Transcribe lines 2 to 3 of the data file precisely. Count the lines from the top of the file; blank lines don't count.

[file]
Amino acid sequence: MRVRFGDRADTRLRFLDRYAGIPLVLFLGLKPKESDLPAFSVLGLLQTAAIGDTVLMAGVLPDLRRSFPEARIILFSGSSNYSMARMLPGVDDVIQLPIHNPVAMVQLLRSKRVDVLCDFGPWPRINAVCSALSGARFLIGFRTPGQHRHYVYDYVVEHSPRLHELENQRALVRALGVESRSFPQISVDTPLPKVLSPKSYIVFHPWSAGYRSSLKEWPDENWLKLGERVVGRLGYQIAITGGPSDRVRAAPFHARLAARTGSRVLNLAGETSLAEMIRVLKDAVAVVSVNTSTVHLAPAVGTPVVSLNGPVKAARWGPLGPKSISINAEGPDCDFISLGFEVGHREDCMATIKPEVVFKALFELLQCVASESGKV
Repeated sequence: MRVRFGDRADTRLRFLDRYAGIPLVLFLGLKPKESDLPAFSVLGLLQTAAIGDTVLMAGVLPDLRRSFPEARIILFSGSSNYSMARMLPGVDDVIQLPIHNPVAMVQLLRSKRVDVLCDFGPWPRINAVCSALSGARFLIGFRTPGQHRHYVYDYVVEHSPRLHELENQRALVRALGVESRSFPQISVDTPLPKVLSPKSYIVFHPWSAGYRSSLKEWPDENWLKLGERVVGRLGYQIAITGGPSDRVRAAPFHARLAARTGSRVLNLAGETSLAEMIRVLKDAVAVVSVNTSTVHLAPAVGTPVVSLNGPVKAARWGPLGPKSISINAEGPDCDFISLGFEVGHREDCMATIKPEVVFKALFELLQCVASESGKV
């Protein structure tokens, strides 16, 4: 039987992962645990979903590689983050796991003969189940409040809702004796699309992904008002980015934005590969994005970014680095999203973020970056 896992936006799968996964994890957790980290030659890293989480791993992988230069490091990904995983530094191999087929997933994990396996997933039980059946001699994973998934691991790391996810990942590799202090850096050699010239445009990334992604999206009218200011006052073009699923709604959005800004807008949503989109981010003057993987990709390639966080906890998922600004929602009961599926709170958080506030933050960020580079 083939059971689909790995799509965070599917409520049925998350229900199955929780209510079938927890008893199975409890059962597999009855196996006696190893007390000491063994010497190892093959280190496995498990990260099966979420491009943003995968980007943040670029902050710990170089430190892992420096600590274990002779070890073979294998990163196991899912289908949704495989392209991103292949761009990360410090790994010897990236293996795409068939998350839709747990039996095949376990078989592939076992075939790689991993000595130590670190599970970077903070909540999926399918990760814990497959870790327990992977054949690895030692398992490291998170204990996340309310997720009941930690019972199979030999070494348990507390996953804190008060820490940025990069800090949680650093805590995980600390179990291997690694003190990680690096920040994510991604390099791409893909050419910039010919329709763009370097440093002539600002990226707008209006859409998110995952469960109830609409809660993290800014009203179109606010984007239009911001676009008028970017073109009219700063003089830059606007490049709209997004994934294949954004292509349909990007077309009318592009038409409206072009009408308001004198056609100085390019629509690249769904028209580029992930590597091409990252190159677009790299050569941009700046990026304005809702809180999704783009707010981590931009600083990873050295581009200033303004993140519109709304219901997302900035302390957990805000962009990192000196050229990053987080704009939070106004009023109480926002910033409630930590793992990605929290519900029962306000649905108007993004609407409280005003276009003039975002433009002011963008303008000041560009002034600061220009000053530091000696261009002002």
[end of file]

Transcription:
Repeated sequence: MRVRFGDRADTRLRFLDRYAGIPLVLFLGLKPKESDLPAFSVLGLLQTAAIGDTVLMAGVLPDLRRSFPEARIILFSGSSNYSMARMLPGVDDVIQLPIHNPVAMVQLLRSKRVDVLCDFGPWPRINAVCSALSGARFLIGFRTPGQHRHYVYDYVVEHSPRLHELENQRALVRALGVESRSFPQISVDTPLPKVLSPKSYIVFHPWSAGYRSSLKEWPDENWLKLGERVVGRLGYQIAITGGPSDRVRAAPFHARLAARTGSRVLNLAGETSLAEMIRVLKDAVAVVSVNTSTVHLAPAVGTPVVSLNGPVKAARWGPLGPKSISINAEGPDCDFISLGFEVGHREDCMATIKPEVVFKALFELLQCVASESGKV
């Protein structure tokens, strides 16, 4: 039987992962645990979903590689983050796991003969189940409040809702004796699309992904008002980015934005590969994005970014680095999203973020970056 896992936006799968996964994890957790980290030659890293989480791993992988230069490091990904995983530094191999087929997933994990396996997933039980059946001699994973998934691991790391996810990942590799202090850096050699010239445009990334992604999206009218200011006052073009699923709604959005800004807008949503989109981010003057993987990709390639966080906890998922600004929602009961599926709170958080506030933050960020580079 083939059971689909790995799509965070599917409520049925998350229900199955929780209510079938927890008893199975409890059962597999009855196996006696190893007390000491063994010497190892093959280190496995498990990260099966979420491009943003995968980007943040670029902050710990170089430190892992420096600590274990002779070890073979294998990163196991899912289908949704495989392209991103292949761009990360410090790994010897990236293996795409068939998350839709747990039996095949376990078989592939076992075939790689991993000595130590670190599970970077903070909540999926399918990760814990497959870790327990992977054949690895030692398992490291998170204990996340309310997720009941930690019972199979030999070494348990507390996953804190008060820490940025990069800090949680650093805590995980600390179990291997690694003190990680690096920040994510991604390099791409893909050419910039010919329709763009370097440093002539600002990226707008209006859409998110995952469960109830609409809660993290800014009203179109606010984007239009911001676009008028970017073109009219700063003089830059606007490049709209997004994934294949954004292509349909990007077309009318592009038409409206072009009408308001004198056609100085390019629509690249769904028209580029992930590597091409990252190159677009790299050569941009700046990026304005809702809180999704783009707010981590931009600083990873050295581009200033303004993140519109709304219901997302900035302390957990805000962009990192000196050229990053987080704009939070106004009023109480926002910033409630930590793992990605929290519900029962306000649905108007993004609407409280005003276009003039975002433009002011963008303008000041560009002034600061220009000053530091000696261009002002």